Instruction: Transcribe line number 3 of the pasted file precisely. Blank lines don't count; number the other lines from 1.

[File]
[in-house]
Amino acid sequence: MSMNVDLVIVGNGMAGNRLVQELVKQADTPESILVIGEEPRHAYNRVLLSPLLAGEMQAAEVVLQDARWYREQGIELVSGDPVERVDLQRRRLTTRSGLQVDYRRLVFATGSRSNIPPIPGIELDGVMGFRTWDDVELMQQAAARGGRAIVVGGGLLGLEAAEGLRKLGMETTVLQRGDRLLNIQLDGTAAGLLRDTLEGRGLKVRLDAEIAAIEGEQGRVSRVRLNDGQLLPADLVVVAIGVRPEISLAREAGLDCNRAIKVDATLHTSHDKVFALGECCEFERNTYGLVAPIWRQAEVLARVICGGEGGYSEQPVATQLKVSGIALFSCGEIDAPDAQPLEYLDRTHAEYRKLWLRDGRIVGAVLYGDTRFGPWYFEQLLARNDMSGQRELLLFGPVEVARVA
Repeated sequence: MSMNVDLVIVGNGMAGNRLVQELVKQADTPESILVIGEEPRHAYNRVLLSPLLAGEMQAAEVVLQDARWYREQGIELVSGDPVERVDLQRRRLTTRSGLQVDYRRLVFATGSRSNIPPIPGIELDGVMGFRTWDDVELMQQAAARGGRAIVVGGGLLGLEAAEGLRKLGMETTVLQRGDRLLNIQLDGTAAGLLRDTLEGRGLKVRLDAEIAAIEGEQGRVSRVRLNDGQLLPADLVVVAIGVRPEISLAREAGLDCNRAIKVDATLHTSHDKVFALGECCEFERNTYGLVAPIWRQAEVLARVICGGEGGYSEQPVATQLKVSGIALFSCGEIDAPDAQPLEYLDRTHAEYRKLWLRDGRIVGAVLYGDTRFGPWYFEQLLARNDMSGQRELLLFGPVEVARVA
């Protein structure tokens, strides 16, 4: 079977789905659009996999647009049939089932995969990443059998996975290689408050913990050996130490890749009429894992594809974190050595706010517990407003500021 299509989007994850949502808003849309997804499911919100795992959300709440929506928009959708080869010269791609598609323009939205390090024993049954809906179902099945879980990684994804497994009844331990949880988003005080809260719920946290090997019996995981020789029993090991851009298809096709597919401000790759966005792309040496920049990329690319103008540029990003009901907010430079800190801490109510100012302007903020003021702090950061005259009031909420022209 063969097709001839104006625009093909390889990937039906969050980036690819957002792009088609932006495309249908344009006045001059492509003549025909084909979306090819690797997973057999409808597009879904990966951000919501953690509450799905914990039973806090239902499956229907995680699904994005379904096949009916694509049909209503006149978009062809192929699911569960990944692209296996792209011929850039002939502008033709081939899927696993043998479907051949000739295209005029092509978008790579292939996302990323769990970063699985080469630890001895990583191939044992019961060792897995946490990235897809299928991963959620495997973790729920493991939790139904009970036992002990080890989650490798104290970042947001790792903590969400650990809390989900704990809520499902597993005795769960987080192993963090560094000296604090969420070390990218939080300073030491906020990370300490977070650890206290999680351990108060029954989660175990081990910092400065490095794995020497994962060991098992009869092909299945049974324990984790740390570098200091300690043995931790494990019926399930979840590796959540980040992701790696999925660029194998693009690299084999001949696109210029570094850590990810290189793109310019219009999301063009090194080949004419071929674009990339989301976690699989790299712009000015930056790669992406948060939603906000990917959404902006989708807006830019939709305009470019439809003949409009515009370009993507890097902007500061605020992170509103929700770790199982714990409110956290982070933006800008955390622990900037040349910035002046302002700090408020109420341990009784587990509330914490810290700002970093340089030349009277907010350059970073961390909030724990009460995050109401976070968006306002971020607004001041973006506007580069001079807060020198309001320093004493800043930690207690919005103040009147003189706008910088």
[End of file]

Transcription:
Repeated sequence: MSMNVDLVIVGNGMAGNRLVQELVKQADTPESILVIGEEPRHAYNRVLLSPLLAGEMQAAEVVLQDARWYREQGIELVSGDPVERVDLQRRRLTTRSGLQVDYRRLVFATGSRSNIPPIPGIELDGVMGFRTWDDVELMQQAAARGGRAIVVGGGLLGLEAAEGLRKLGMETTVLQRGDRLLNIQLDGTAAGLLRDTLEGRGLKVRLDAEIAAIEGEQGRVSRVRLNDGQLLPADLVVVAIGVRPEISLAREAGLDCNRAIKVDATLHTSHDKVFALGECCEFERNTYGLVAPIWRQAEVLARVICGGEGGYSEQPVATQLKVSGIALFSCGEIDAPDAQPLEYLDRTHAEYRKLWLRDGRIVGAVLYGDTRFGPWYFEQLLARNDMSGQRELLLFGPVEVARVA